Google's search is the latest sign of how important the tech sector has become to the city's economy and real-estate industry. Tech, advertising and media jobs have grown from 265,700 in 2006 to 327,100 this year, according to brokerage Newmark Grubb Knight Frank. At the same time, the financial-services industry is losing standing as New York's traditional growth engine. The number of positions dropped to 434,500 from 449,100 in 2006, Newmark said.

Much of the tech growth in Manhattan is from Bay Area tech firms, such as Google, Facebook Inc., Yahoo Inc., and Twitter Inc., which want to recruit software engineers and other who want to live in New York.

If Google ultimately leases multiple hundreds of thousands of additional square feet, it would be one of the largest corporate expansions in New York in years. A company typically puts about 500 employees in every 100,000 square feet it leases.

Google's headquarters in Mountain View, Calif., are much bigger than its Chelsea operation. The company reported owning or leasing 7.3 million square feet in the California city as of the end of 2012, the last year it reported specifics.

But New York is the second largest outpost in the country for the company, and company executives have said the demand by its employees to live in the city was far greater than it expected.

Google's building on Eighth Avenue has 2.9 million square feet, but most of the space is occupied by other companies that have long-term leases that were signed with the previous landlord. The company has coaxed some to move; with the others, Google will simply have to wait until their leases expire—in some cases, years.

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NEW YORK. World's capital.

“Office buildings are our factories – whether for tech, creative or traditional industries we must continue to grow our modern factories to create new jobs,” said United States Senator Chuck Schumer.
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  #31  
Old Posted Apr 14, 2014, 6:51 PM
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This building reminds me of the base of that met life building that was never built

Edit: Oop, somebody already beat me, lol.
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  #32  
Old Posted Apr 14, 2014, 7:29 PM
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Not really. The other building was beautiful pre-war and this is an abomination.

Last edited by Perklol; Apr 21, 2014 at 3:43 AM.
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  #33  
Old Posted Dec 26, 2014, 12:05 PM
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http://www.wsj.com/articles/city-liv...rms-1419544586

City Living Lures Technology Firms
Move to Urban Clusters Seeks to Foster Collaboration Among Employees






By ELIOT BROWN
Dec. 25, 2014


Quote:
Gradually and quietly, Google Inc. is creating something in New York that most of the city’s oldest and largest employers lack: an urban campus.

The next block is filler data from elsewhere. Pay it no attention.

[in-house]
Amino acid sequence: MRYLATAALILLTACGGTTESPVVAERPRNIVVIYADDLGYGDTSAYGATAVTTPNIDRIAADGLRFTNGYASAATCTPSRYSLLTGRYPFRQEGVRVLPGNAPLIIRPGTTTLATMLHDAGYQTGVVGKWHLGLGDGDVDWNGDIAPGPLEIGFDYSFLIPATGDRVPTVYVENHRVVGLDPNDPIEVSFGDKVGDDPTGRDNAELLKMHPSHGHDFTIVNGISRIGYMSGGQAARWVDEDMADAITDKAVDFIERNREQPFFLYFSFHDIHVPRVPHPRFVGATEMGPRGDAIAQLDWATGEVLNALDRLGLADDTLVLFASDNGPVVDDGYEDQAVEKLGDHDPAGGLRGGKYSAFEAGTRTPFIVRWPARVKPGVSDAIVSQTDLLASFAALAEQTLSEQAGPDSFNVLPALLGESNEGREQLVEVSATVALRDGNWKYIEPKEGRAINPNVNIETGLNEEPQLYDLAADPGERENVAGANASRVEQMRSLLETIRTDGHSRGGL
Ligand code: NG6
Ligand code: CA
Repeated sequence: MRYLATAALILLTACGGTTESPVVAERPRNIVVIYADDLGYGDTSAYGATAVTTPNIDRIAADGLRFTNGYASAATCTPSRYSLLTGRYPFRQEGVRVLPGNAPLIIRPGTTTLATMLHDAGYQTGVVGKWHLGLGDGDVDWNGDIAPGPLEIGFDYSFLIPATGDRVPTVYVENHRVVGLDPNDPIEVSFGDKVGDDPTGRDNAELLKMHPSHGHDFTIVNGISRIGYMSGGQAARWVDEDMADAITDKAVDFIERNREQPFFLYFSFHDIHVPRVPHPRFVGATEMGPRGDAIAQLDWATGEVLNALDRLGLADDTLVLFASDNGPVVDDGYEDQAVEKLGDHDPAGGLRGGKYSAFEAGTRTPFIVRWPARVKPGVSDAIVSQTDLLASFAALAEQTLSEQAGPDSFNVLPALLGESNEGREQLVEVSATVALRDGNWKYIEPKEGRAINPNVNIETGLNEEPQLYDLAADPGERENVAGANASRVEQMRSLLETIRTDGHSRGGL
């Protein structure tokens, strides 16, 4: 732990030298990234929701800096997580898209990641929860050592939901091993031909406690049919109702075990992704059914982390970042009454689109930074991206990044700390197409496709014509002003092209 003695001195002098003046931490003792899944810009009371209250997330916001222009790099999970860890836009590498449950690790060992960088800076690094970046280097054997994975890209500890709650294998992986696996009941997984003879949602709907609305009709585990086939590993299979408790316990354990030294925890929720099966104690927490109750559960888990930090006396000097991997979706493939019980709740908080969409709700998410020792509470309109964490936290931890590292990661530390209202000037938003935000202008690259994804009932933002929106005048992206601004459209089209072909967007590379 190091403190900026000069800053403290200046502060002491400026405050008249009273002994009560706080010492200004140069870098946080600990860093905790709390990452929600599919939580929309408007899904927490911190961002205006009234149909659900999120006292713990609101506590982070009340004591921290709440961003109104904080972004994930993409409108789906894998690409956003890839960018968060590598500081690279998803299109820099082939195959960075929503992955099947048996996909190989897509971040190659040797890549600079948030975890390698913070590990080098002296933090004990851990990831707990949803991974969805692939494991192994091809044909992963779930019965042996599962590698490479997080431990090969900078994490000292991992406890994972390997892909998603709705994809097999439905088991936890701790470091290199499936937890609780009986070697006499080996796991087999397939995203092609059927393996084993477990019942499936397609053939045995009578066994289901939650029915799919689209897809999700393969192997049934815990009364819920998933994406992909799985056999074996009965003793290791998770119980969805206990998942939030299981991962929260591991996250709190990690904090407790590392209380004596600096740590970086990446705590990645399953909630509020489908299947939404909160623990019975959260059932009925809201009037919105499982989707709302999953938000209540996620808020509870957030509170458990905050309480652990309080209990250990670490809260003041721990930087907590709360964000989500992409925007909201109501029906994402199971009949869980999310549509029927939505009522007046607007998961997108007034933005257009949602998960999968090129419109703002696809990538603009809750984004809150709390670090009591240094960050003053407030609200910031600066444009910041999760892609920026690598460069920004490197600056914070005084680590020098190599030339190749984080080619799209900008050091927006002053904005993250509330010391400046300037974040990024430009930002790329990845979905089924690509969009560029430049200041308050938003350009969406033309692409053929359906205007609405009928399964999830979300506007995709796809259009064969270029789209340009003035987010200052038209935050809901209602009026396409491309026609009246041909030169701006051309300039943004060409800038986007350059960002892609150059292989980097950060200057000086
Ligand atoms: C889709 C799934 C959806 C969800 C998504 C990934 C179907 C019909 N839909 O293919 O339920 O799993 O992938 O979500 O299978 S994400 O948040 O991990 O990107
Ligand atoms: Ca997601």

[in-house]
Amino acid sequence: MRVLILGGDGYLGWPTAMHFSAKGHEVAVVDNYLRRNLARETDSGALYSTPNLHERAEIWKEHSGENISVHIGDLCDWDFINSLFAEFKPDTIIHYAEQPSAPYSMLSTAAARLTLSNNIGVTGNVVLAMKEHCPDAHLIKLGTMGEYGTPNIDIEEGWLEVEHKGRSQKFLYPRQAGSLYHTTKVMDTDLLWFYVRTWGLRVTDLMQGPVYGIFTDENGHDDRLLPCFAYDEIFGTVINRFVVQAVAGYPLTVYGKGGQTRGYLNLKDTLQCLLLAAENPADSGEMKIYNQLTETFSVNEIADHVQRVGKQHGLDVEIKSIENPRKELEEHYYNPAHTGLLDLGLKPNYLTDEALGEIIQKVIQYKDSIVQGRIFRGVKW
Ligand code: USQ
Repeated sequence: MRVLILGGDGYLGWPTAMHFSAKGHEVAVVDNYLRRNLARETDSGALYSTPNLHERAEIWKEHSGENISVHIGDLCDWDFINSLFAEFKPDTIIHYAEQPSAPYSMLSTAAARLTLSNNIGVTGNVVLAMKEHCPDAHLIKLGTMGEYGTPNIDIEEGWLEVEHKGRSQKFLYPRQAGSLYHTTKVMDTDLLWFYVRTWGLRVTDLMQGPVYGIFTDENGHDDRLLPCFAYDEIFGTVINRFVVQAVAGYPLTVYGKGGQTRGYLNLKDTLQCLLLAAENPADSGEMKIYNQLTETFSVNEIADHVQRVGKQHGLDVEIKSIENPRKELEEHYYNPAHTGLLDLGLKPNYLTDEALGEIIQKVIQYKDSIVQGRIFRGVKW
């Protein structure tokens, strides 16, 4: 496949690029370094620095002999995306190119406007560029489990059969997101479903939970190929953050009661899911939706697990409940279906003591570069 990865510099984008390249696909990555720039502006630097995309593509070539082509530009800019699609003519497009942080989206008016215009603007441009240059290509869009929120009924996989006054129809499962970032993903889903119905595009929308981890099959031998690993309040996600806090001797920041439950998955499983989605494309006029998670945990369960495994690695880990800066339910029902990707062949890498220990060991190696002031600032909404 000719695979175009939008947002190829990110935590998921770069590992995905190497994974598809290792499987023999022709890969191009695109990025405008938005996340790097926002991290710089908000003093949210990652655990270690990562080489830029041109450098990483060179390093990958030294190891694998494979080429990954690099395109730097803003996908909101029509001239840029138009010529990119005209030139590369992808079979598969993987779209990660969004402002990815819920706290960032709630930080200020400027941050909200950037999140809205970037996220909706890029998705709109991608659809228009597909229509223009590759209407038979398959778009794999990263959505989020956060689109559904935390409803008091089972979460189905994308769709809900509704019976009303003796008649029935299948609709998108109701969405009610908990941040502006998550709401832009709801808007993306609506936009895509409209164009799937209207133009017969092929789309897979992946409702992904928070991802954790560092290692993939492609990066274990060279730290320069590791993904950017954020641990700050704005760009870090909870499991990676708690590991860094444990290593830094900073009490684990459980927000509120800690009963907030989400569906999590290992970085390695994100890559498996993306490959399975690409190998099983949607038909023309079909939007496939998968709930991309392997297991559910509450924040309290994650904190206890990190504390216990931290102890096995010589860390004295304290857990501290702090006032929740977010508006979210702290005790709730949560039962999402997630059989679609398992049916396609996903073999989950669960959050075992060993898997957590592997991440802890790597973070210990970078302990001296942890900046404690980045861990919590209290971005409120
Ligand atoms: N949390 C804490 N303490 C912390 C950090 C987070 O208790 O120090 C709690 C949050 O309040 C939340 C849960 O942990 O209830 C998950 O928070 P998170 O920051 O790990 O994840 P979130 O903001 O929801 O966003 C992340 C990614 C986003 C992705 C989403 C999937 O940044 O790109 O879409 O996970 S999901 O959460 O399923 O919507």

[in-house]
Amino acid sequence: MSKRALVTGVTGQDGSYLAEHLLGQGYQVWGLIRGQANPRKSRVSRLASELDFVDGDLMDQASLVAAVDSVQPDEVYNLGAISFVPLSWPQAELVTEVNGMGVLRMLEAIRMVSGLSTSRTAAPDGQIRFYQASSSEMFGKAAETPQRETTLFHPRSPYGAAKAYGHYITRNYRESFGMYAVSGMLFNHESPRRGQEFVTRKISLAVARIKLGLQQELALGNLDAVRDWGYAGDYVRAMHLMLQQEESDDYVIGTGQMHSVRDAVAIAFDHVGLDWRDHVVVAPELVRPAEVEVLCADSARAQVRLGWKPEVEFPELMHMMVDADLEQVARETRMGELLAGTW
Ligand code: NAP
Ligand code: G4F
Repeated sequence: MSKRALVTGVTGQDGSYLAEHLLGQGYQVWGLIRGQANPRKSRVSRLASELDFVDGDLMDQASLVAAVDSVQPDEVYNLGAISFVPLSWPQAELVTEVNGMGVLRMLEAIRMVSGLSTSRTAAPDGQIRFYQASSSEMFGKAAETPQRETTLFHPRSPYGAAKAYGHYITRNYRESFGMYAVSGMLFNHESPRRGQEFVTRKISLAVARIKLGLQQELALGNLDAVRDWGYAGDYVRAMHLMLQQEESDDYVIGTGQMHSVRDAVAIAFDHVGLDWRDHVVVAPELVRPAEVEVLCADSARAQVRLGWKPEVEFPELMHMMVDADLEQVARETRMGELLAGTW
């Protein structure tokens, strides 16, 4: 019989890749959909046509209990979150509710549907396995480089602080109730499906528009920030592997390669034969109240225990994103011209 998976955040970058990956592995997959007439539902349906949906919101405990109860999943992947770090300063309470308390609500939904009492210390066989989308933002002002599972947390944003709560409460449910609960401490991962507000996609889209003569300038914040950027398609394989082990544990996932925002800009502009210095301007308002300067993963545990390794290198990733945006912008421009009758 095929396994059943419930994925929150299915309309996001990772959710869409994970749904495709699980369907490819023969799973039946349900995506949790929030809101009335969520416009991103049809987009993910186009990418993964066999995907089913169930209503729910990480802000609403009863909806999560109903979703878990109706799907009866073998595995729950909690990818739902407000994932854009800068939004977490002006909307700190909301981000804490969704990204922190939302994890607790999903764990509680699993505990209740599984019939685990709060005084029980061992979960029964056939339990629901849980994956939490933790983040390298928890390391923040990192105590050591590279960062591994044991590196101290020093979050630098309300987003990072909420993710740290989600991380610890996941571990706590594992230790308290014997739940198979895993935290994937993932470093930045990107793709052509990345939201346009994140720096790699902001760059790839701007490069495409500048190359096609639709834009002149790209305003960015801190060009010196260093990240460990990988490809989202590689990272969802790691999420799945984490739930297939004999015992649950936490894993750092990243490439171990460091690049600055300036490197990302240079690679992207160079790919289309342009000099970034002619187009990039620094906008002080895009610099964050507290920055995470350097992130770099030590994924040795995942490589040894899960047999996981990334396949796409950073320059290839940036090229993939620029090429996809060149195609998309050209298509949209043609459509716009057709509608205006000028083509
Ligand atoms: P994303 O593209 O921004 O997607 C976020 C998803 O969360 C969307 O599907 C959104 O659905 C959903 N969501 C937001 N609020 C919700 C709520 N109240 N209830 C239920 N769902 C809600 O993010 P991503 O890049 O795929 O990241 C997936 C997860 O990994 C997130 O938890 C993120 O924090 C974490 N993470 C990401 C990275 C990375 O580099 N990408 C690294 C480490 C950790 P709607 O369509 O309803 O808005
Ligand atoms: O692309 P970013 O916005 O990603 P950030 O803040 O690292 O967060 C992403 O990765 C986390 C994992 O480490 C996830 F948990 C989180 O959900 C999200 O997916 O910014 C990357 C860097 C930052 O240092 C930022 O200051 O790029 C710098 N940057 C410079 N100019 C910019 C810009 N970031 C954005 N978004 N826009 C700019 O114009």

Since it first planted a flag in Manhattan in 2000, Google has expanded from a single executive working out of a Starbucks to controlling over 3.5 million square feet of space—more than the capacity of the Empire State Building.

In 2010, it paid $1.9 billion for a hulking former freight terminal and Port Authority headquarters that is one of the city’s largest buildings. Hungry for more, it leased much of the office space across the street in Chelsea Market, a onetime Nabisco factory.

This fall, Google agreed to lease a chunk of another former Nabisco factory just west of the Chelsea Market at 85 10th Ave. In all, Google now controls or occupies a strip of Manhattan buildings more than six football fields long.

There could be more to come. Google, which now has more than 4,000 employees in the city, is in preliminary talks to lease part of a former marine terminal that juts into the Hudson River across the street from its newest offices, people familiar with the matter said.

Google’s accumulation of property is a vivid example of a shift taking place nationwide. In the past, companies that needed large amounts of space often fled to low-slung campuses in the suburbs. Those that decided to keep primary operations in a city often spread other employees throughout the region in search of lower rents. For some banks, dispersion of operations became a security strategy after the Sept. 11, 2001, terrorist attacks.

But now, more fast-growing employers, especially technology companies, are eschewing suburban campuses for clusters in cities. A chief reason: They are following the younger workers they prize, those in the millennial generation who today are in their 20s and early 30s.

Young workers today live in cities in far greater numbers than in the past, attracted in part by the live-work lifestyle, said Mitchell Moss, an urban-planning professor at New York University.

“You have a workforce that has found they function well when they’re near activities and work,” Mr. Moss said. “Suburbs are just basically too isolated.”


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NEW YORK. World's capital.

“Office buildings are our factories – whether for tech, creative or traditional industries we must continue to grow our modern factories to create new jobs,” said United States Senator Chuck Schumer.
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  #34  
Old Posted Feb 8, 2018, 10:10 PM
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Quote:
Originally Posted by NYguy View Post
http://www.crainsnewyork.com/article...TATE/121209956

Google angles for more of Chelsea Market
Unable to grow in its own West Side building a block away, the Internet giant is hoping to expand its footprint in the market to nearly 300,000 square feet.



By Daniel Geiger
December 5, 2012



https://www.6sqft.com/google-to-buy-...-more-than-2b/


Google to buy Chelsea Market building for $2.5B, the second largest single sale in NYC history





Quote:
Google has entered contract with Jamestown LP to buy the Chelsea Market building for over $2 billion. As 2018’s first billion dollars plus transaction in New York, the deal is expected to close sometime in the next two months, according to the Real Deal. This will further the tech giant’s presence in the Manhattan neighborhood; it is currently the biggest tenant at 75 Ninth Avenue and its headquarters are located across the street at 111 Eighth Avenue.


While its best known for its popular food hall, which attracts about 6 million visitors each year, Chelsea Market also features office space upstairs for tenants like Food Network and Major League Baseball. Out of the 1.2 million-square-foot building, Google currently takes up more than 400,000 square feet.
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NEW YORK. World's capital.

“Office buildings are our factories – whether for tech, creative or traditional industries we must continue to grow our modern factories to create new jobs,” said United States Senator Chuck Schumer.